Third Person has premiered at the Toronto International Film Festival, challenging audiences with its interwoven storyline and unanswered questions. Paul Haggis directed the romantic drama which employs a star-studded cast and some glamorous locations.
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Starring James Franco, Mila Kunis, Liam Neeson, Adrien Brody, Maria Bello, Olivia Wilde and Kim Basinger, Third Person incorporates three interlocking love stories in Rome, Paris and New York In Paris, Neeson plays Michael; a writer who leaves his wife and begins and on/off relationship with his lover Anna, played by Olivia Wilde. However Anna is unable to commit to Michael because she has a troubling secret that affects her life.
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In New York, Kunis plays Julia who has been charged with but denies attempting to kill her son. Whilst the son stays with his father (Franco) who doesn't want Julia near his child, she tries to win back custody of the boy. In Rome, Sean is played by Adrien Brody; an American businessman who takes a trip to Italy and falls in love with an Italian woman, Monica, played by Moran Atias. Sean ends up helping Monica try to get back her soon who has supposedly been kidnapped by gangsters.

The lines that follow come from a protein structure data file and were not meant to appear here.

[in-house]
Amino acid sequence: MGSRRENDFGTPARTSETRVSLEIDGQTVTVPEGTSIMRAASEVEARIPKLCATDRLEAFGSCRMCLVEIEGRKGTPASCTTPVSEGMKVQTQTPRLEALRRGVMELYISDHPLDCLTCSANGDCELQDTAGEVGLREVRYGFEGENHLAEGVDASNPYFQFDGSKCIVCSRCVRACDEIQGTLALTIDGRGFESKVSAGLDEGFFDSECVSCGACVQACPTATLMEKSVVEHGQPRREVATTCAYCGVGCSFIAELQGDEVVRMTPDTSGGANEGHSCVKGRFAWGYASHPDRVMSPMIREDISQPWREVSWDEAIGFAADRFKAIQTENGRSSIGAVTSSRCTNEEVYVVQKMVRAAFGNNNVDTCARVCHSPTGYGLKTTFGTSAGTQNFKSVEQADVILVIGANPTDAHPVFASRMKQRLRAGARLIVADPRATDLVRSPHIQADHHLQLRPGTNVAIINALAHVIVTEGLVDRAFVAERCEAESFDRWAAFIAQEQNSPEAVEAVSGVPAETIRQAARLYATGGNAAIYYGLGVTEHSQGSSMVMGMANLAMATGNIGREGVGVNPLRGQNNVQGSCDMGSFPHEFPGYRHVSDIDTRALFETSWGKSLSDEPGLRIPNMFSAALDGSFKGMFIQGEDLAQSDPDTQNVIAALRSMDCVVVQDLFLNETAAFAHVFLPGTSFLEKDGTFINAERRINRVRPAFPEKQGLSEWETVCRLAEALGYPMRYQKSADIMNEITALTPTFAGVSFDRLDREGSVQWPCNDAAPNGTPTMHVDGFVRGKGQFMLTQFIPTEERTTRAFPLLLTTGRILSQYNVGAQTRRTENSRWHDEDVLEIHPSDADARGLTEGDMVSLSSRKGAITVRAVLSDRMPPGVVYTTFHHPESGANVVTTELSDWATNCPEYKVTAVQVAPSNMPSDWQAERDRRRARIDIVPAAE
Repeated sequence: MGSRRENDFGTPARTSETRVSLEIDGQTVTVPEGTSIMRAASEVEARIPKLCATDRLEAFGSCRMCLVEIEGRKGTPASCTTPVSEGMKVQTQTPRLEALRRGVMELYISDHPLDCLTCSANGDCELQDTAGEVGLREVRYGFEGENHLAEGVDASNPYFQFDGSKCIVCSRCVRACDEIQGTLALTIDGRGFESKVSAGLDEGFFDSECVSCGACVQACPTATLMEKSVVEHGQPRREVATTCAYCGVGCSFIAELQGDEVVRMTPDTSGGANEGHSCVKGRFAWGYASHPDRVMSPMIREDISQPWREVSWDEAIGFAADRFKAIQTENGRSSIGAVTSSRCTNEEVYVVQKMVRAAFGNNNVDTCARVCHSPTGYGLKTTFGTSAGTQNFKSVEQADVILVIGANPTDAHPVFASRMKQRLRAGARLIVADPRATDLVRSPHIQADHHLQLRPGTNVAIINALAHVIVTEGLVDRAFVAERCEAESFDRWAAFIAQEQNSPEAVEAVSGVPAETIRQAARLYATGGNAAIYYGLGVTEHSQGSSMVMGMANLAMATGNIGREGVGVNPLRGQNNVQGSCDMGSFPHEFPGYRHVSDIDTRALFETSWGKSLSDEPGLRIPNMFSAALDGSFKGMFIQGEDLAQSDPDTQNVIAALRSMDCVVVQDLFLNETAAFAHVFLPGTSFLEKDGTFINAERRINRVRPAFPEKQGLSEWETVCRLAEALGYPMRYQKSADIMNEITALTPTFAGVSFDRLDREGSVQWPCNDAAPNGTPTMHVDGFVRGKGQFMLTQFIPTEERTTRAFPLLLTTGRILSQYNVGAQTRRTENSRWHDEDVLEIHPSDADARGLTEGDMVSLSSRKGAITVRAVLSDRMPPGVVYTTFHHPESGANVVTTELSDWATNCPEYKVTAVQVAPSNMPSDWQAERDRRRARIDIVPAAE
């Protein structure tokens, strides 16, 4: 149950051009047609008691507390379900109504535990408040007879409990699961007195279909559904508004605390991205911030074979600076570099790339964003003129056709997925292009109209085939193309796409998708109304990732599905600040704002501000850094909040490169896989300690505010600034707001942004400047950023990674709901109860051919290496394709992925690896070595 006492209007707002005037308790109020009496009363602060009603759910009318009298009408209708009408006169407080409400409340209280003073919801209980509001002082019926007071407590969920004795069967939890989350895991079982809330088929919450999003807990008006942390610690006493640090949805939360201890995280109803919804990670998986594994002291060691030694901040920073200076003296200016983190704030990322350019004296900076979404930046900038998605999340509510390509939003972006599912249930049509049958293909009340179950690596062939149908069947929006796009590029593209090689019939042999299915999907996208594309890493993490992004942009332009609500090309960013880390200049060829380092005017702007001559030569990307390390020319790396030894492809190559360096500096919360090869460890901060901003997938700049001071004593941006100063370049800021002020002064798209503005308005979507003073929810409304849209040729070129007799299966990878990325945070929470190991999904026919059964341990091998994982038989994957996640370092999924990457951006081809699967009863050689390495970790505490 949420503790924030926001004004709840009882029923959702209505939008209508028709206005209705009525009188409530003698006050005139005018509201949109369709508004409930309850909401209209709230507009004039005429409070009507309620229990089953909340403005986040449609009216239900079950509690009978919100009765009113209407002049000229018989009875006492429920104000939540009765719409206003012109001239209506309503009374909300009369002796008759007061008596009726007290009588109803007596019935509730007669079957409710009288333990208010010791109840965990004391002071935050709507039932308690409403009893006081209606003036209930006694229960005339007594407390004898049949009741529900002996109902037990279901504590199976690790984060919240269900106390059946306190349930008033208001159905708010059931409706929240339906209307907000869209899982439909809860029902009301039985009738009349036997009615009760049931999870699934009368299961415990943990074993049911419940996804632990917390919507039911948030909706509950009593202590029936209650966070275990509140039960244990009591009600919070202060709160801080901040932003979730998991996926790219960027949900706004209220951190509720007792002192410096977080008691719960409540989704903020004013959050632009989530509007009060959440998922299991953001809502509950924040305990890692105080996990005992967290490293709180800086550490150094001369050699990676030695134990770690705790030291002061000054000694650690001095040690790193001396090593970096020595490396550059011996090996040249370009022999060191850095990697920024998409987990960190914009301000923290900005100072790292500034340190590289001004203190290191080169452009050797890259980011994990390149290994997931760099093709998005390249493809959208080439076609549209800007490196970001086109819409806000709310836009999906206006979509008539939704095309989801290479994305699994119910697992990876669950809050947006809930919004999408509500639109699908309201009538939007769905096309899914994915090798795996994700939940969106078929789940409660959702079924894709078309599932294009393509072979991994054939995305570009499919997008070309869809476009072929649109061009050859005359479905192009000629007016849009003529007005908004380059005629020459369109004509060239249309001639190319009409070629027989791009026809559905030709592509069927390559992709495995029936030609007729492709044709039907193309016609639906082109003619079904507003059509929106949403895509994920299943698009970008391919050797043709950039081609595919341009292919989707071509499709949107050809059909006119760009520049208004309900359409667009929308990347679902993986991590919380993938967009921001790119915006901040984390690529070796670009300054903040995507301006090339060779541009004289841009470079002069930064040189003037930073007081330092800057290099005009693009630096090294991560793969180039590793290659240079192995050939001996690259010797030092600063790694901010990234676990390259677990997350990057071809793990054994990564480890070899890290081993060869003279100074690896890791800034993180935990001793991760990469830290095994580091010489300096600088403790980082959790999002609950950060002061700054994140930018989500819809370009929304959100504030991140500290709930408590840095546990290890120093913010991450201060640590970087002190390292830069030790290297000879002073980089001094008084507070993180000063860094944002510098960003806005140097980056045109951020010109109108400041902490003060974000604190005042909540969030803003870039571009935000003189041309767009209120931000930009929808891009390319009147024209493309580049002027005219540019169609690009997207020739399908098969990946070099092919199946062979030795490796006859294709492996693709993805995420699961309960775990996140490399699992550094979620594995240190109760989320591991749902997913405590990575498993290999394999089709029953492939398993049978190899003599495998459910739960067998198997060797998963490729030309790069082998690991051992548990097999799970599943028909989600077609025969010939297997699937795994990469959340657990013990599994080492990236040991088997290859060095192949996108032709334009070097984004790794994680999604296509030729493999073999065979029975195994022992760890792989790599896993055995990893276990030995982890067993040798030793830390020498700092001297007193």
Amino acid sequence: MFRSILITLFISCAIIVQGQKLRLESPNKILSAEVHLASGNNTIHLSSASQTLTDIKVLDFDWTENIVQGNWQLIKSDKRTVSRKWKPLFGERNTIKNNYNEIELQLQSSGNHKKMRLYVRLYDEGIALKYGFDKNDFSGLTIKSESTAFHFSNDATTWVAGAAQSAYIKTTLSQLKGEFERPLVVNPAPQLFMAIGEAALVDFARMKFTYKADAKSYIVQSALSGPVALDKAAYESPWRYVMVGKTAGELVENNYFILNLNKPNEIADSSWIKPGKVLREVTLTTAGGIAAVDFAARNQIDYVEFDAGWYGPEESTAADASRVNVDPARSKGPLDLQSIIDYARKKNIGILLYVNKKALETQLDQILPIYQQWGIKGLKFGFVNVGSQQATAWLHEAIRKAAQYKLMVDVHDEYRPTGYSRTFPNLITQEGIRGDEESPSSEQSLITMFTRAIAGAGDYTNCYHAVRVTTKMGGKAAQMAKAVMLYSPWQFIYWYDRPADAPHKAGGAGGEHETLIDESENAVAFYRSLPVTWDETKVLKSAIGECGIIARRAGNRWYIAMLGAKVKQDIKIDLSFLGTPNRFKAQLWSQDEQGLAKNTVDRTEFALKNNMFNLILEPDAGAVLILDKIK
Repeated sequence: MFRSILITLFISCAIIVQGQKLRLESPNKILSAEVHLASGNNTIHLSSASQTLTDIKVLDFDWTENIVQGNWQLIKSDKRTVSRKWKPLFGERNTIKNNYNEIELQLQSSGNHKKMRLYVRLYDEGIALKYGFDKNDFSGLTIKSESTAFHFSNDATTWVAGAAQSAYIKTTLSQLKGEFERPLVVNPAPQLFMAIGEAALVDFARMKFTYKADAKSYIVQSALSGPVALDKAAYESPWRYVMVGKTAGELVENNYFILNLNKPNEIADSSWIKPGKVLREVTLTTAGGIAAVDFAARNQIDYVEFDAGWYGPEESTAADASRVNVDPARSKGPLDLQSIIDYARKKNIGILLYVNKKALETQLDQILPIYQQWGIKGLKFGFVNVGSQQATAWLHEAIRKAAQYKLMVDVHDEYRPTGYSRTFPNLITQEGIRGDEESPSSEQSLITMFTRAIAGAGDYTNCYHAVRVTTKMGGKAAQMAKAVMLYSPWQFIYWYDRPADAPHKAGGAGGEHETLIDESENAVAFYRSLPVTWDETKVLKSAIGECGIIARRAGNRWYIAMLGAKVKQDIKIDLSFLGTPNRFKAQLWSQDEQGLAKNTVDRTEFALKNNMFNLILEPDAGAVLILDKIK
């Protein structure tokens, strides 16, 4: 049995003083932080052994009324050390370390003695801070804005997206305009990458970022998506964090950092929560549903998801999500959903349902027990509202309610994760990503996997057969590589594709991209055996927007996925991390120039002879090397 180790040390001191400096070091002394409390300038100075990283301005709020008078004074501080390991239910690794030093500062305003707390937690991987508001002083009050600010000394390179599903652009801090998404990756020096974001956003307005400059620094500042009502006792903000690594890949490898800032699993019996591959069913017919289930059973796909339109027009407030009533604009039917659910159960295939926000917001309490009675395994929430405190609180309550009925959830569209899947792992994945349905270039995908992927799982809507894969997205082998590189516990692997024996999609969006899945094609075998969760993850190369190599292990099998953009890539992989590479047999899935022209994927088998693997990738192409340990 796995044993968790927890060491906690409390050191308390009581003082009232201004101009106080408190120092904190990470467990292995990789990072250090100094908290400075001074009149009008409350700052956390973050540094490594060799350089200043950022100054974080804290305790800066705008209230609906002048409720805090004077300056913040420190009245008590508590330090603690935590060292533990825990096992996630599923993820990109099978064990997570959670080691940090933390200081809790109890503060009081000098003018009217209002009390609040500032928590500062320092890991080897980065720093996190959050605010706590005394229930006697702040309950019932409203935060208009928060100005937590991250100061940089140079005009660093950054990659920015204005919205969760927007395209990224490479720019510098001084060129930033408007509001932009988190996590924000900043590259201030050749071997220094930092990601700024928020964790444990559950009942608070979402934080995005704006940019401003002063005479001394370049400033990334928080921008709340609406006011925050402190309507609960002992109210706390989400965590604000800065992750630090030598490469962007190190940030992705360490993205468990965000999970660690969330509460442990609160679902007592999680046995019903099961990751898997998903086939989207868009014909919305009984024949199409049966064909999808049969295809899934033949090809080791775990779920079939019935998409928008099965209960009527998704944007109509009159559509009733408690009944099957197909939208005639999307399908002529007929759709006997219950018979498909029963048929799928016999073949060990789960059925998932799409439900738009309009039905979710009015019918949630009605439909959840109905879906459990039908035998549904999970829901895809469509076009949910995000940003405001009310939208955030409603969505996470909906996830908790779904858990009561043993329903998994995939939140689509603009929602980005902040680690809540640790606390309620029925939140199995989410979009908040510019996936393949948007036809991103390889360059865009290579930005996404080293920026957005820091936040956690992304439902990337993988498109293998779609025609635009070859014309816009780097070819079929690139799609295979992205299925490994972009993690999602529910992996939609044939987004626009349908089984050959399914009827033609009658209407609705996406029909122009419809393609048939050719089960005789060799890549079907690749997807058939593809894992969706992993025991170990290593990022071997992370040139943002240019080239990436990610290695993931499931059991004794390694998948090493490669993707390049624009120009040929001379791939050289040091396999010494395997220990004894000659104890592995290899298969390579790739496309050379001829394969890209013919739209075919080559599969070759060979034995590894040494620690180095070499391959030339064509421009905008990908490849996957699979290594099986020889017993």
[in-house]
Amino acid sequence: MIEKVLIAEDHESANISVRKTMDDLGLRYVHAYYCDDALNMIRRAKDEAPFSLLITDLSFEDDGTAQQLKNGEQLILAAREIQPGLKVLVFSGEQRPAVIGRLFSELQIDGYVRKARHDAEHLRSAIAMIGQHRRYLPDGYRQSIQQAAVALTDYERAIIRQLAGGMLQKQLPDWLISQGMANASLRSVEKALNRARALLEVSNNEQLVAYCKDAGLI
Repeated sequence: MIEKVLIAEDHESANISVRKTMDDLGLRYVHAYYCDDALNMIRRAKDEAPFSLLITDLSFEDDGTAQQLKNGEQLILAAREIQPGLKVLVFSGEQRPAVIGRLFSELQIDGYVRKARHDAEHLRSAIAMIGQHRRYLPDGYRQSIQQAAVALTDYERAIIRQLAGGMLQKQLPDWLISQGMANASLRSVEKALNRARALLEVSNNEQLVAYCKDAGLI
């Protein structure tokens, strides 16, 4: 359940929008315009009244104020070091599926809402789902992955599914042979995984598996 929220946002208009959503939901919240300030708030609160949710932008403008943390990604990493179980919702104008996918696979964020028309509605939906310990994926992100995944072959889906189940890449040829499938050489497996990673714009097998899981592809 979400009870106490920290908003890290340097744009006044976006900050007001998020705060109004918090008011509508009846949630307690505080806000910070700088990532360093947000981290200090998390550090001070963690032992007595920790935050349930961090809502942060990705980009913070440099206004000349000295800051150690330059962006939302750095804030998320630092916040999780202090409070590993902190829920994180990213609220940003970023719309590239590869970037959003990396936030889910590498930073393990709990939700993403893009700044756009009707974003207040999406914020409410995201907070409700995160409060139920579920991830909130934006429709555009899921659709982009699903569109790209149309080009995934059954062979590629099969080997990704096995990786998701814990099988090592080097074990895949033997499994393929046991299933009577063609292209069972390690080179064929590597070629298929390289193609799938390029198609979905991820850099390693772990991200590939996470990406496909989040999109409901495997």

Adrien Brody Stars In The Interwoven Third Person.
Described as an "ambitious puzzle movie" by Variety, the film focuses on love, guilt and trust and the cast and audience are taken on an emotional rollercoaster through the separate lives of a group of very different people.
However, many have found Haggis' movie difficult to get their heads round - and not in a good way. The Guardian's Catherine Shoard seems to have despised the film, calling it a "doomy drama" and, caustically, "a work of staggering trash; an ensemble drama with the aesthetic of an in-flight magazine, but less classy writing." Whilst the characterisation is disparaged, the structure of the movie is labelled a "russian dolls design whose big reveals recall Jeremy Kyle rather than Sophocles."
Olivia Wilde & Mila Kunis Have Separate Lives & Issues In Third Person.
However, Variety describes the film as more of a tapestry, where new shapes and themes are added as we delve deeper, or a game, or a Rorschach test to challenge the viewer rather than nark them as clearly occurred in Shoard's case. In fact, Variety are rather complimentary of Haggis' weaving and twisting, saying it's "a deep dive into a territory filmmakers too often wish to simplify."
Interestingly, Haggis seemingly welcomes the confusion, and it may have even been his intention to create such a rift amidst critics. "When I was making the movie what I said was that, like 'Crash' was praised and vilified, this movie will be praised and damned in the same breath," the director said in an interview before the screening, via the LA Times, where he referred to his polarising, Oscar-winning movie that premiered in 2004 TIFF. "That's my kind of film."
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Could there be more of the same coming from Haggis' way then? He said, "I think we should be making more and more movies for an intelligent audience because I think people want intelligent movies," adding that the puzzling aspect is key to the film's force: "I don't think they want scripts that you see all time, that I sometimes write, in which everything is written out bold-faced, underlined.What I wanted to do was a puzzle."